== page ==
Beach Interviews Dweezil Zappa
Written by Richard Beach on March 5, 2020
Having taken up the mantel of honoring and presenting his father Frank’s music, Dweezil Zappa has turned a legacy into a quest. This year, he is doing Hot Rats Live and more from 1969, the year he was born. Honest, gracious and more hard working than working than we can imagine, he took time out on tour to speak with Radioradiox about growing up, music, performing and the PMRC. Enjoy.
RRX: Thanks for joining us. I want to start at the very beginning. Having done some research, it was fascinating that when you were born, the hospital would not let you have your name, which I thought pretty interesting. But then, when I found that on the birth certificate, you were registered as Ian Donald Calvin Euclid Zappa. Those were some of the guys in Frank’s band at the time. What do you think about how he came up with that, and what it meant to you over the years?
DZ: Well, first, my first name was always Dweezil, and it was on my birth certificate. Those were my middle names, Ian Donald Calvin Euclid. But those were removed when I found out that those were my middle names when I was about five. I didn’t like any of them, so I said I don’t want any of those. They were actually taken off of my birth certificate.
RRX: I found it interesting that, given who they are, that those were the names that popped into your dad’s head. I don’t know whether you did.
DZ: Well, yeah. It didn’t have any meaning to me at the age, other than I didn’t like the sound of any of those names. Dweezil sounded better to me at that time. But ultimately, it’s one of those weird things where somebody decided yeah, you can’t name a child this. You’re gonna have to have a regular name or we’re not gonna let you have access to your child. So, my dad just gave a host of names. Those were something they couldn’t complain about. Then, that was the solution to that thing. But the other thing that was on my birth certificate was under religion, it said musician.
RRX: Before we move on to your first recording, those of us of am age were watching the PMRC and congressional hearings. Your dad came up and Tipper Gore she thought it’d be fascinating to see the toys that you guys played with as children. Of course, Frank’s answer was hey, come on over, see them. They’re in the closet.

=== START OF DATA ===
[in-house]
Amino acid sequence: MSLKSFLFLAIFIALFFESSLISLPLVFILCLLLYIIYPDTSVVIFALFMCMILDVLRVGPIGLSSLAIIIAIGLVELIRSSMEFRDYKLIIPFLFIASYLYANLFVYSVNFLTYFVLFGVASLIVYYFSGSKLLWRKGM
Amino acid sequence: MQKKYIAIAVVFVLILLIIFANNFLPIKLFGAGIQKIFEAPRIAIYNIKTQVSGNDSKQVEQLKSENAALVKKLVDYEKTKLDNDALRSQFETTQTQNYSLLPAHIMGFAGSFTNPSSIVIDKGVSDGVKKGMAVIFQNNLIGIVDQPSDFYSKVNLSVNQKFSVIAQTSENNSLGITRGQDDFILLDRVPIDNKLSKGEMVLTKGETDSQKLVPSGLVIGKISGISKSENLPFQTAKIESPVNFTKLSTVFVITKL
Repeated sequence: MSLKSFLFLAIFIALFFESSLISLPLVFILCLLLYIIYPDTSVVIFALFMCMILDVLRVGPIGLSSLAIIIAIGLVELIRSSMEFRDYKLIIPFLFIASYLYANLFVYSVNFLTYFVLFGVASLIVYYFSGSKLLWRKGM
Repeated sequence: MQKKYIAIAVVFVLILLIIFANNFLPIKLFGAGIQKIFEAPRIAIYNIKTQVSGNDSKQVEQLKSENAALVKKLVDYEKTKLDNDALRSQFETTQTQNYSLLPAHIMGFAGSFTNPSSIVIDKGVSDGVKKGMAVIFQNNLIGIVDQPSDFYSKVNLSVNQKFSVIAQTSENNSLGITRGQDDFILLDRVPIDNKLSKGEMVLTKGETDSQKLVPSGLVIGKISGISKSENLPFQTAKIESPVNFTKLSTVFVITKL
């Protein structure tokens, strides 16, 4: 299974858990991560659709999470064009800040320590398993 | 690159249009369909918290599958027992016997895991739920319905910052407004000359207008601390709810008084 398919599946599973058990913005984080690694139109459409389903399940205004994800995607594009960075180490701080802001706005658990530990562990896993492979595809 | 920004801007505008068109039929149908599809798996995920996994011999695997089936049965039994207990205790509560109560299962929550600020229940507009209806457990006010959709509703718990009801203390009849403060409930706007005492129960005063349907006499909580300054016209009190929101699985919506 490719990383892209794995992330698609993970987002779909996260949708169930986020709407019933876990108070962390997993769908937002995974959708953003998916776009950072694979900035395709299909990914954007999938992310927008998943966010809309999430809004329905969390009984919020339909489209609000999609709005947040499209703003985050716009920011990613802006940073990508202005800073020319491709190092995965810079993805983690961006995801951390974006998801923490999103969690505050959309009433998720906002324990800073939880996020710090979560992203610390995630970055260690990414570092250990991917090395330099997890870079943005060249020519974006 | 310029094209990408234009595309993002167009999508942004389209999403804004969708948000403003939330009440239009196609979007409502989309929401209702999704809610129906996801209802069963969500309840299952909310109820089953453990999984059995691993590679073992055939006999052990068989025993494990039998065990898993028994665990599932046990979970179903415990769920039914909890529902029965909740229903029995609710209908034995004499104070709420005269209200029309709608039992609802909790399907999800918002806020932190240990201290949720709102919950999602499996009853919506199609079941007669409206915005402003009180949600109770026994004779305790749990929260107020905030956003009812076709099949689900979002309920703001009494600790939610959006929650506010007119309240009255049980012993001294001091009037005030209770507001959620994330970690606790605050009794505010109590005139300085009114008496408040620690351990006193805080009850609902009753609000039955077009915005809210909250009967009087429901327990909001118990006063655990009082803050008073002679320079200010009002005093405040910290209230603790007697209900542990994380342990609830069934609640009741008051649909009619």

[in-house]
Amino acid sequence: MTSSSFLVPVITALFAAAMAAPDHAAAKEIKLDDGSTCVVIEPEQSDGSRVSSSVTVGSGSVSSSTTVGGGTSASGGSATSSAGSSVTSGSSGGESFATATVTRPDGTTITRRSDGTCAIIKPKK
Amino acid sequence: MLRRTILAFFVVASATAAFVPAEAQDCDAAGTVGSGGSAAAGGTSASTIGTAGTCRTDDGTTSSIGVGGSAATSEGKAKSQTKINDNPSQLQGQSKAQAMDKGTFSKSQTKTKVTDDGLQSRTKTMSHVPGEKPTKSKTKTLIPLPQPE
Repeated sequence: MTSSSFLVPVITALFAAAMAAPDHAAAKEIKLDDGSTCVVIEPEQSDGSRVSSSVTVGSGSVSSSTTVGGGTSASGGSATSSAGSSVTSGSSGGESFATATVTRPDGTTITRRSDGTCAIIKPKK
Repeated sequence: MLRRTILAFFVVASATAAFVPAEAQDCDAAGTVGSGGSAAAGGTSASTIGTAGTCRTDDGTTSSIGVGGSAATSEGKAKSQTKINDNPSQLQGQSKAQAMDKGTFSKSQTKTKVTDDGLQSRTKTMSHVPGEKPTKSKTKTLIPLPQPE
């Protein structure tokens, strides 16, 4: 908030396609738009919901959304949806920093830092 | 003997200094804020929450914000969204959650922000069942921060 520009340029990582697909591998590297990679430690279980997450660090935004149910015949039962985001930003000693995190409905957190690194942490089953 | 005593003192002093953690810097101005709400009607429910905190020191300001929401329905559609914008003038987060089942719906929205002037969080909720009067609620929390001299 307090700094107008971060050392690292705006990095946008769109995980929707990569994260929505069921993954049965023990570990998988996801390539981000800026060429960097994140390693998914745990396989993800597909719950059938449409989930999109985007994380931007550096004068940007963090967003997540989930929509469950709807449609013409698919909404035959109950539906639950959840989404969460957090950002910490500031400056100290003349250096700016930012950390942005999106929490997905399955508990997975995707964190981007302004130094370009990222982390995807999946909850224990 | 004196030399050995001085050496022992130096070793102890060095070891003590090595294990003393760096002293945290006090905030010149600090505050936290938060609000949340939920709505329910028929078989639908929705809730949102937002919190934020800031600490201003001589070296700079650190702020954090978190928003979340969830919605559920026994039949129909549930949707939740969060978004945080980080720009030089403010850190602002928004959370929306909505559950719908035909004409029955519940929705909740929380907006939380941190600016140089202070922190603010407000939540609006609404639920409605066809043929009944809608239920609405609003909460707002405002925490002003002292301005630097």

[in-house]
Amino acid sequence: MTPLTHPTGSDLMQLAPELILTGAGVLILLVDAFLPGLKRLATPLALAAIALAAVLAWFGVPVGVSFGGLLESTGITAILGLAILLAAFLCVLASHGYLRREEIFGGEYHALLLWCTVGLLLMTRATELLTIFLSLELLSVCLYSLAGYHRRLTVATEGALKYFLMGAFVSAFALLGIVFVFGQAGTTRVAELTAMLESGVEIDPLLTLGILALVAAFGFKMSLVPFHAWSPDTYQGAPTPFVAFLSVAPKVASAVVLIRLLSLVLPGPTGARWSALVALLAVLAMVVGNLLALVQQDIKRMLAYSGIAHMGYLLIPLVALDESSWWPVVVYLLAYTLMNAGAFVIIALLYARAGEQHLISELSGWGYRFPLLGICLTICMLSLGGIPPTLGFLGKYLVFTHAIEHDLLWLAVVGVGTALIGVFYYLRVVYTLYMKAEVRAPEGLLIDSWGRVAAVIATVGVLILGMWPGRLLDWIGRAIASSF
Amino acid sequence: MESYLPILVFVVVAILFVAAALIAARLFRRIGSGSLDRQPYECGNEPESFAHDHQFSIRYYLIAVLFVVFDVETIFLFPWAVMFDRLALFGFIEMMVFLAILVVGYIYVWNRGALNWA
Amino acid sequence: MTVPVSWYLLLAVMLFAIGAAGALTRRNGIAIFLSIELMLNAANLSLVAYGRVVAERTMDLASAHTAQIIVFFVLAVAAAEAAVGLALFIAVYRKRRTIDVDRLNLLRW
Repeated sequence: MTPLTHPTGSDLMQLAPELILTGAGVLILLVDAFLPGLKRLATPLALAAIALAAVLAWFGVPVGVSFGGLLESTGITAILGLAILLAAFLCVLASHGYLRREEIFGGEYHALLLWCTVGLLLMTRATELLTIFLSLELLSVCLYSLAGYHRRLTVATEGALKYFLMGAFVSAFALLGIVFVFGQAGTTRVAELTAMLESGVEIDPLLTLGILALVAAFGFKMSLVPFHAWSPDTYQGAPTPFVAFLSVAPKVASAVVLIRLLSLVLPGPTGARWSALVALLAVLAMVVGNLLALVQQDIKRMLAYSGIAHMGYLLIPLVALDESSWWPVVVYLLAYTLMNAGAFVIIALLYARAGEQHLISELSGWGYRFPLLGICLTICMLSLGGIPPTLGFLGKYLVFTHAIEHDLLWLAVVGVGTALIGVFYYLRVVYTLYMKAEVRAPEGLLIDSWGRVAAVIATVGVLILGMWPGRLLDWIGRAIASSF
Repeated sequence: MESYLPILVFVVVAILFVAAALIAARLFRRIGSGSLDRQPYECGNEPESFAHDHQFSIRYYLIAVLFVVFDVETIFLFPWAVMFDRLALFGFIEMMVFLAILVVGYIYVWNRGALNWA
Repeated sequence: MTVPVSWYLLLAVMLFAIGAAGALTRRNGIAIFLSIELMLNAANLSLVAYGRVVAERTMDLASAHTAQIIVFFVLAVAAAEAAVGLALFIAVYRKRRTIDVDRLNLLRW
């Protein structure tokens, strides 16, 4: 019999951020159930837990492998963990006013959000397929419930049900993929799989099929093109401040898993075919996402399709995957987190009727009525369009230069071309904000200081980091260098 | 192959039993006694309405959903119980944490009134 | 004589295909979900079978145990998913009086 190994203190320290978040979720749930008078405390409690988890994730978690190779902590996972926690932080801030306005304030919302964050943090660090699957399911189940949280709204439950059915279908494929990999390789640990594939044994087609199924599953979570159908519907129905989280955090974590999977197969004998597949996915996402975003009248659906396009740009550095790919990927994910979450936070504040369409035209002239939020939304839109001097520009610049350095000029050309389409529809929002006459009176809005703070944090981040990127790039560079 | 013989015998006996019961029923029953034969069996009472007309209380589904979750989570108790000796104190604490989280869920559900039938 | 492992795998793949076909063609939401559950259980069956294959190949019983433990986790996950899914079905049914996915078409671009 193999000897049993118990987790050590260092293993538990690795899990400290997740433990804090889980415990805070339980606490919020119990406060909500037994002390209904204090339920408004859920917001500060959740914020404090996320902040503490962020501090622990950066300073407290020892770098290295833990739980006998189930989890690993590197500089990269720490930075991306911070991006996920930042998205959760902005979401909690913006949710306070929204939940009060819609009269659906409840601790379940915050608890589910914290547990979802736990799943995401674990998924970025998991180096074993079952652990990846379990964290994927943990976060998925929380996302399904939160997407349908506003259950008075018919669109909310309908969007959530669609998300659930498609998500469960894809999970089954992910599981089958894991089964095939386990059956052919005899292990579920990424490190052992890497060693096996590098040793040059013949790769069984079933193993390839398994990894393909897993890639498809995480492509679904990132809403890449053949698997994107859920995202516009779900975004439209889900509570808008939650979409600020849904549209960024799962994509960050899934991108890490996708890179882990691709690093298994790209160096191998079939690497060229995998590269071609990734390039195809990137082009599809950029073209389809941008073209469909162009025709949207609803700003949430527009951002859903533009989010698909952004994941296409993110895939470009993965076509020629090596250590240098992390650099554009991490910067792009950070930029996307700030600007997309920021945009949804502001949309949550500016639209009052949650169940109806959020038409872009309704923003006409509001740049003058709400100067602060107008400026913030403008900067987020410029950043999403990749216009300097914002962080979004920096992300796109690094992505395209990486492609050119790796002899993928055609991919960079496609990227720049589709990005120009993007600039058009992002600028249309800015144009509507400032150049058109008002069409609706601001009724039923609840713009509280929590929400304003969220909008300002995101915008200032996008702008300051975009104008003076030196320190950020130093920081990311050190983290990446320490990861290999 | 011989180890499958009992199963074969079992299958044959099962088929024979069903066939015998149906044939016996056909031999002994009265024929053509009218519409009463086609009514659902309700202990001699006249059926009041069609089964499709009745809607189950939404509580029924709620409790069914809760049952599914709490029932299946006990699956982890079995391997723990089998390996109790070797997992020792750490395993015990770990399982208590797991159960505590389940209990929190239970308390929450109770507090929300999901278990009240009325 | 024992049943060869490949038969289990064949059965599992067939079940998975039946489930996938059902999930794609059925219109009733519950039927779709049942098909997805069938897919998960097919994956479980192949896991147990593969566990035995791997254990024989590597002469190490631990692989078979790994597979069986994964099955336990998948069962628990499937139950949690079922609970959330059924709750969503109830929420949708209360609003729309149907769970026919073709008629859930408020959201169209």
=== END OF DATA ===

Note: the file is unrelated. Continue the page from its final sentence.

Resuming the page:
DZ: That was Senator Hawkins who –
RRX: Was it Hawkins?
DZ: Yeah. But yes, she was a wretched lady.
RRX: Yeah. I would imagine that by and large, for you it was a normal childhood. It was who you were. It’s what you did. You went out and played with the kids in the neighborhood. You played music Would that be how you would categorize how your childhood was?
DZ: I think everybody would view whatever their situation is growing up as normal ’cause that’s all they know. But we certainly didn’t do anything that was abnormal for traditional standards of what children do when they’re growing up, playing with toys or stuff like that. We didn’t have weird toys, we didn’t do strange things. So yeah, it was nothing of anything to speak of.
RRX: I want to get to the first recording you made, back in ’82. You were 12, 13, and you did “My Mother Was a Space Cadet.”
RRX: You wrote it with your sister and Steve Vai. That had to be really interesting. Is there anything in particular about that you recall, whether it was about process, about the writing experience and things of that nature that really stood out for you?
DZ: Well, I had a riff that I had composed that was a pretty heavy duty guitar riff. I had only been playing guitar for a couple of months. I was learning how to play by listening to records and picking out things that I could from just listening. But my dad had Steve Vai in his band at the time, so he showed me a couple of chords and some ways to relate chords to scales. So, I had a little notebook of lessons that he gave me. It was five or six lessons in a little notebook.